One of the greatest (and sometimes frustrating) things about the marketing profession is that it is constantly changing. Consequently, marketers are constantly evolving and absorbing new information from market research, webinars, books, industry news, and more. With the advent of data-driven marketing, marketers have had to learn an entirely new skillset.
However, some conventional wisdom remains applicable and doesn’t take a lot of words to convey. Here are 10 popular quotes on data by nine brilliant scientists, programmers, and thinkers that offer valuable advice that any data-driven marketer can use.
1. “Data that is loved tends to survive.” — Kurt Bollacker, computer scientist, open-source advocate
To put it another way, data that is kept organized according to the metrics and KPIs that matter most tends to remain relevant and usable. If your data is well maintained — that is, regularly cleansed, organized across taxonomies, etc. — it can be a valuable source for insights and best practices that inform your business decisions.
2. “Data matures like wine; applications like fish.” — James Governor, industry analyst and co-founder of RedMonk
Provided it is well organized and maintained, historical data can be a boon to brand growth. However, the way we harness that marketing data has changed over time. Outdated tools and applications can slow you down a lot. Today, many marketers spend up to 80% of their time preparing data for analysis, leaving little room for insight generation. If the methods you are using to gain insight from your data don’t help you answer the right questions at the right time, your data is effectively dead on arrival.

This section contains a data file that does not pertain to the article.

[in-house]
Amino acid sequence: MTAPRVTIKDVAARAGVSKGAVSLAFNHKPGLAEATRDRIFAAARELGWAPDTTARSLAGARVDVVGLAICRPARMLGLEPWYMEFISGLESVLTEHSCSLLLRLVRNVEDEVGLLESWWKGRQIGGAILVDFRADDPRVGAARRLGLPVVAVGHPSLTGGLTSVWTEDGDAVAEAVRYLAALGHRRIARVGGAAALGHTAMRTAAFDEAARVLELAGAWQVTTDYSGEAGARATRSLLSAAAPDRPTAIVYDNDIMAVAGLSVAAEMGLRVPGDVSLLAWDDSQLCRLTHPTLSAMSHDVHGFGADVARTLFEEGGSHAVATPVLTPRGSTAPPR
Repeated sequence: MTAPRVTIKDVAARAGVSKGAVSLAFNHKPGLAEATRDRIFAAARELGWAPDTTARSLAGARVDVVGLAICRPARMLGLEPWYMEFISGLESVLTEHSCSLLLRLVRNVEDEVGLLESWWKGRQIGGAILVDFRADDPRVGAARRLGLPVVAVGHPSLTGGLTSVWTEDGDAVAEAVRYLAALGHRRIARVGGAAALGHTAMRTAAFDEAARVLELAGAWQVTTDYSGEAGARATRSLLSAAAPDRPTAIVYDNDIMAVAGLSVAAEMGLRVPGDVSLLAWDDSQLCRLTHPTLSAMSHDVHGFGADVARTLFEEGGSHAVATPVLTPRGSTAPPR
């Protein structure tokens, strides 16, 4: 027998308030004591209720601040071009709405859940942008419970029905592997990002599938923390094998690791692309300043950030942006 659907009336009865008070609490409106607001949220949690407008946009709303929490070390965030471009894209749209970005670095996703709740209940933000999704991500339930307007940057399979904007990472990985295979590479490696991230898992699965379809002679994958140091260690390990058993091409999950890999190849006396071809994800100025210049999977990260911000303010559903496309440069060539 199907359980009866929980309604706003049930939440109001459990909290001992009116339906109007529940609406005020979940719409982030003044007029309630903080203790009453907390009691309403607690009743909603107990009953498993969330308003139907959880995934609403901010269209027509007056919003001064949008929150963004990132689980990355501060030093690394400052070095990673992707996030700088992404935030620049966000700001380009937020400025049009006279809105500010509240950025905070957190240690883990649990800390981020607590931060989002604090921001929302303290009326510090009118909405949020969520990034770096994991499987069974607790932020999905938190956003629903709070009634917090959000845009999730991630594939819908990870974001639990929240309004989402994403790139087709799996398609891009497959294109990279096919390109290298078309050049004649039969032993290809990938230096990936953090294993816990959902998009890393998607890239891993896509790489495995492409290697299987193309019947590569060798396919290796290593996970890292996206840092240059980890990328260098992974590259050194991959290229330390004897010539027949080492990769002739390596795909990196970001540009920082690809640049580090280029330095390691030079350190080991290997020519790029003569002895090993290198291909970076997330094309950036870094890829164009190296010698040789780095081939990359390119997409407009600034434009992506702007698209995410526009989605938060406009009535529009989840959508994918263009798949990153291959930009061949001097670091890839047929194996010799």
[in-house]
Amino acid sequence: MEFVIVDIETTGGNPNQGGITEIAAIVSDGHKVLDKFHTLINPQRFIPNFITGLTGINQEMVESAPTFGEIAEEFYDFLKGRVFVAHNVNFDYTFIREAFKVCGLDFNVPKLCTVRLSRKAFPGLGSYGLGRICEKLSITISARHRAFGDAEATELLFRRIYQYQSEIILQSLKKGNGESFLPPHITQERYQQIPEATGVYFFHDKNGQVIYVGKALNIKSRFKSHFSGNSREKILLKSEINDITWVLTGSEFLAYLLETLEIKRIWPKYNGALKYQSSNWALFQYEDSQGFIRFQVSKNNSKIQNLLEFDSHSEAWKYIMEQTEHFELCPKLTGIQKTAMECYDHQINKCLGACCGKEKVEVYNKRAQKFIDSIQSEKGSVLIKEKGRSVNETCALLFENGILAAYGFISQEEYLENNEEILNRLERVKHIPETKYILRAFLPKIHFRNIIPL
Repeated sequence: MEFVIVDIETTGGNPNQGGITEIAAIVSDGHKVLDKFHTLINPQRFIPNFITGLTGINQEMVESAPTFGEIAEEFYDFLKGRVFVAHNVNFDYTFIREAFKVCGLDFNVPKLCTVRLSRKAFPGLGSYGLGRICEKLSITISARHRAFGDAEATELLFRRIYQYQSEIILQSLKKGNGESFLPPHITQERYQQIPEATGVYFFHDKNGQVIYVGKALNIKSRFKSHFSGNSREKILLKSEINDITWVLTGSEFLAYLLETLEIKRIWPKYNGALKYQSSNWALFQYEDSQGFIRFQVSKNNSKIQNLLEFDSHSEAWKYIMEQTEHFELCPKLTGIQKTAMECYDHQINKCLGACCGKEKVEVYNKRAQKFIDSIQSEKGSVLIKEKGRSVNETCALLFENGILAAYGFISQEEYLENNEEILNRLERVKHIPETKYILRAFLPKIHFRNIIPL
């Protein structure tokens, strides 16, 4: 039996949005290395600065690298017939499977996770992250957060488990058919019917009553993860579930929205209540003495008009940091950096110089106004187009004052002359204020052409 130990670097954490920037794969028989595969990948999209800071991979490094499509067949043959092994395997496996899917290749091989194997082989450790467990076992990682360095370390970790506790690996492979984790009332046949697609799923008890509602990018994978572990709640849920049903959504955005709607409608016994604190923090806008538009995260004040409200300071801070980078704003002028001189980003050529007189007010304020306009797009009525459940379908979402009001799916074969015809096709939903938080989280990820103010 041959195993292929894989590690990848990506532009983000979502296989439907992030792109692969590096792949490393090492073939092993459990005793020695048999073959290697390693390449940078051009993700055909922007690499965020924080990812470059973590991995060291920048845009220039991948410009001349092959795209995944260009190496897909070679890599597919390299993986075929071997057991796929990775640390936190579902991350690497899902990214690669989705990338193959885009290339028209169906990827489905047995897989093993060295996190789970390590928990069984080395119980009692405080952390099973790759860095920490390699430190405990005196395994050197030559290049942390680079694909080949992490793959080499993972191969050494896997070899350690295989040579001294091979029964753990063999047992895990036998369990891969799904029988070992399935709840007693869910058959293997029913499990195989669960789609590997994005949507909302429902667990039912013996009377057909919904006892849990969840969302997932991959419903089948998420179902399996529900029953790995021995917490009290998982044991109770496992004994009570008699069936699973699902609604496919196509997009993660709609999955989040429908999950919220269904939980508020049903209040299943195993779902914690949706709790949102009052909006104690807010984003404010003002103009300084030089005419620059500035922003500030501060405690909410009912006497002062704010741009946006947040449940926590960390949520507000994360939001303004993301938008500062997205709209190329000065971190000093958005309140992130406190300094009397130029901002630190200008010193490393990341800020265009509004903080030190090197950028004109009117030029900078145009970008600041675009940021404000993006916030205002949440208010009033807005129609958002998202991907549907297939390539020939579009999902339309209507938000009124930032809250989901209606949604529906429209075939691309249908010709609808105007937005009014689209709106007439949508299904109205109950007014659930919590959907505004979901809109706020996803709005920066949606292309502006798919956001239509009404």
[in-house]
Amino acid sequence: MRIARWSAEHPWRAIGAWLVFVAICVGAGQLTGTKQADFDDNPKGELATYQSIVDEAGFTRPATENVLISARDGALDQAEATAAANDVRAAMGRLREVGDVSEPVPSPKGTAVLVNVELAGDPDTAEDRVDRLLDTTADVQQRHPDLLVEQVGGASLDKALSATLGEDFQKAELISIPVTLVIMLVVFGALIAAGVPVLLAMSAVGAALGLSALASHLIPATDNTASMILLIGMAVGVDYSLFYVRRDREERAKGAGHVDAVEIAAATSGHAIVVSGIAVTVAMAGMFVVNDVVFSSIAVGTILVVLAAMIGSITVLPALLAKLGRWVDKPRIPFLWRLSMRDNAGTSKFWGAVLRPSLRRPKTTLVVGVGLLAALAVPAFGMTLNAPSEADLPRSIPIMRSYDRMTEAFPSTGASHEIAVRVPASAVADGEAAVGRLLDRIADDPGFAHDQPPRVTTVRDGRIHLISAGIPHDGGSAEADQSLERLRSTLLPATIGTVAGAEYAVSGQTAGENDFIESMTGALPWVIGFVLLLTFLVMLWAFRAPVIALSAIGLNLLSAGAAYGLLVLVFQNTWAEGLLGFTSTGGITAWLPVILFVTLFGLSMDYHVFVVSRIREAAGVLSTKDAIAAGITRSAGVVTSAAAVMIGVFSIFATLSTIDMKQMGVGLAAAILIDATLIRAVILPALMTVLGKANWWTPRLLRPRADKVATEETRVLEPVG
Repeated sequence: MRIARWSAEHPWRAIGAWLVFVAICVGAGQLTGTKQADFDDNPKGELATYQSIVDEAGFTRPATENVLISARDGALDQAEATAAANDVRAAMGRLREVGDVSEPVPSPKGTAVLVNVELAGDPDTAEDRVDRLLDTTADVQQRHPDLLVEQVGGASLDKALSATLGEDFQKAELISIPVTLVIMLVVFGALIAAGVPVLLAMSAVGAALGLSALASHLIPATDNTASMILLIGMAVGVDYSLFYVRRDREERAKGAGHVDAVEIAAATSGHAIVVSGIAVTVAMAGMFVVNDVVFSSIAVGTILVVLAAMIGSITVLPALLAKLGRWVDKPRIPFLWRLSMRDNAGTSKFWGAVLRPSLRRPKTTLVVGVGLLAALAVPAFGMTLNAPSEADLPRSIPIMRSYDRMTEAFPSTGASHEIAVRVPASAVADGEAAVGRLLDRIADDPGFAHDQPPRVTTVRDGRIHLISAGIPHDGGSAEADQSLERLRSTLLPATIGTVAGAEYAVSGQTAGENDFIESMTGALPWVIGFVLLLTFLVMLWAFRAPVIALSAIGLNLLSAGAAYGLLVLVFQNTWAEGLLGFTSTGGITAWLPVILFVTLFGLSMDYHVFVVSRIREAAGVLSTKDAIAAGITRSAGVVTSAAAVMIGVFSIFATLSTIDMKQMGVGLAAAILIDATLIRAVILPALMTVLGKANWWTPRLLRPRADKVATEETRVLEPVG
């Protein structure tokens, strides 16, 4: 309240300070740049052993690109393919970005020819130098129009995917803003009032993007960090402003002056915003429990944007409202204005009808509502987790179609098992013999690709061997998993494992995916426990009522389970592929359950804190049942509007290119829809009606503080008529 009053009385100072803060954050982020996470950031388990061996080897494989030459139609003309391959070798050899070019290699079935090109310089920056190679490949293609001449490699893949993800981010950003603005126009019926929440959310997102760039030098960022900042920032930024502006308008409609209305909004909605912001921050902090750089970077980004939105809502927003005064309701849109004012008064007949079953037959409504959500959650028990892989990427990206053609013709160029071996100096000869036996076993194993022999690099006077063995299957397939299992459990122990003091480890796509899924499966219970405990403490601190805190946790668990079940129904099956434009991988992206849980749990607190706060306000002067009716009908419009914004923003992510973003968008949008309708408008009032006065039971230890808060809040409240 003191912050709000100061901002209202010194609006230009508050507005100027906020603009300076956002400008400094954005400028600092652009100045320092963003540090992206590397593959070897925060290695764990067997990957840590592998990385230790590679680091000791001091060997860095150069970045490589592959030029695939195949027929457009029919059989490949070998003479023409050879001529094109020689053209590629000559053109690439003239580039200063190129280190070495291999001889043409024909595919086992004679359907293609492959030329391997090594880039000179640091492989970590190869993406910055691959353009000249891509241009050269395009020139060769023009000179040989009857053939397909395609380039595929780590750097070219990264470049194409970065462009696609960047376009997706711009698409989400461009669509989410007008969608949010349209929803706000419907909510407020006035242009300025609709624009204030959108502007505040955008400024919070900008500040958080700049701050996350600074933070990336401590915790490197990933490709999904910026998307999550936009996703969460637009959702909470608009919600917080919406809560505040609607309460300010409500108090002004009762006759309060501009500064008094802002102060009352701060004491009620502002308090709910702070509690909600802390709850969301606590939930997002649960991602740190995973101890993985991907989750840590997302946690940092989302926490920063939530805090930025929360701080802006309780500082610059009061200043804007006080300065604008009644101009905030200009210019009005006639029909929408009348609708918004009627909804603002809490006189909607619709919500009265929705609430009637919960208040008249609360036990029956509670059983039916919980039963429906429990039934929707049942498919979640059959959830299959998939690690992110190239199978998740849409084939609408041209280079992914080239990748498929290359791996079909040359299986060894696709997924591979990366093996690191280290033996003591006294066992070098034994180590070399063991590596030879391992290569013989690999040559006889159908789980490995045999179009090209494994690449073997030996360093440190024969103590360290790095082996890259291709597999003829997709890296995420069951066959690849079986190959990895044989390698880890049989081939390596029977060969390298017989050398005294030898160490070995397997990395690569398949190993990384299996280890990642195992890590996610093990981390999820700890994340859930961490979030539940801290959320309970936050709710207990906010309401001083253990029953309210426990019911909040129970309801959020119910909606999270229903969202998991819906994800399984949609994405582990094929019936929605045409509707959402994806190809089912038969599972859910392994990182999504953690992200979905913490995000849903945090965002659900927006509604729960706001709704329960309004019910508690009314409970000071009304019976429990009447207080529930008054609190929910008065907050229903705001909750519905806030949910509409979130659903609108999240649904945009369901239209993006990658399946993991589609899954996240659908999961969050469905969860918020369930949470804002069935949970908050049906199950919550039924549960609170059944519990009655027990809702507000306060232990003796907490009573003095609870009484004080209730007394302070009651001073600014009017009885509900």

3. “If you torture the data long enough, it will confess to anything.” — Ronald Coase, economist, author, Nobel Prize winner
Oh hello, confirmation bias. Don’t waste time and energy forcing your data to validate your opinions. While asking questions of your data and testing hypotheses (learn more about that here) are crucial steps in predicting future marketing campaign success, marketers must be able to step away from their biases and recognize anomalies within data that hint to something greater. Outliers are often very telling — of something gone wrong or right within a marketing campaign. Question every outlier thoroughly to find out why it occurred and under what conditions it can be duplicated or avoided. Listen to the data, and it will reveal all of its possibilities.
4. “If you do not know how to ask the right question, you discover nothing.” — William Edward Deming, engineer, statistician, professor, author, management consultant
This is an area where creativity will always be relevant to data analysis. Of course there should be standard questions you always ask of your data, but new discoveries come from a consistent practice of questioning, forming hypotheses, and running tests. Learn more about applying the scientific process to analysing marketing data here.